posted on Nov, 21 2004 @ 07:22 PM
We recently had recent booms scare the pants off of some people from the Goldcoast on the Queensland/New South Wales boarder up to the Sunshine Coast
north of Brisbane.
Heard it myself and was concerned enough to go out to the corner and see where the truck crash was. Very puzzled until the news that night.
Turned out it was an RAAF F-111 running supersonic 100km off the Queensland coast doing post overhaul running checks.
Normally it would not have been a problem, the RAAF have protocols for running supersonic. Only far offshore, or isolated areas inland. The boom
dispersing out at sea, but the RAAF apologised, explaining that a cloud inversion layer or something had trapped the sound wave and directed it all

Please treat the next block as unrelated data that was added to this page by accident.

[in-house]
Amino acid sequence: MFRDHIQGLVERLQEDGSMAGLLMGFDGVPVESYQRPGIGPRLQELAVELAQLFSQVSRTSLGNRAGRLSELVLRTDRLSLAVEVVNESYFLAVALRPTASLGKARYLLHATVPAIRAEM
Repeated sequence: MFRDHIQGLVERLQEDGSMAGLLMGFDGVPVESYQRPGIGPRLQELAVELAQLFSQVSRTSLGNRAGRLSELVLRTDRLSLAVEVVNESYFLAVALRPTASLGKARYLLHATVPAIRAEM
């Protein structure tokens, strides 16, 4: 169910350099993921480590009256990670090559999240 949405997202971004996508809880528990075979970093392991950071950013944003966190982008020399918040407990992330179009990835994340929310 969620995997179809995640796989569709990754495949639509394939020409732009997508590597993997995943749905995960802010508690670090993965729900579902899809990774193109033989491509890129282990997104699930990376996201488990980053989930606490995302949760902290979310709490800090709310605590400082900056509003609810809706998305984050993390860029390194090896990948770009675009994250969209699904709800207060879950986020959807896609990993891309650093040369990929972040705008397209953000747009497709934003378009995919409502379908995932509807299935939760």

the way to the mainland, shaking a few people up and breaking one or two windows (I can here the cries of "compo compo" already!).
I remember back in the late 70s just after we got the F-111s a pair did a celebratory post exercise supersonic run over Perth, my home town and much
to thier horror on landing copped a bollocking for breaking about 500 windows in the metropolitan area and scaring the crap out alot of people.
You got to remember, some of our guys had flown loaned F-4s but most had just come off the lovely subsonic Canberra. The book in the antipodies was
still being written it would seem.
A fellow Perth boy, and SAS Commander in Iraq in 2003 was faced with the situation of fighting Iraqi Forces in a cement works. The Australians had
been made aware of stricter ROEs from home than the US Forces and there were civilians stuck in what was a vital peice of post war infrastructure. The
USAF were not going to waste million dollar ordnance scaring the Iraqis there first.
He then remembered the F-111s over Perth.The story goes he made contact with the AWACs and a pair of F-15Es made a series of low supersonic runs
causing booms. The Iraqis thought that massive bombs were being dropped nearby and they were next.
They surrendered to the AusSAS without another shot being fired, and the works relatively intact.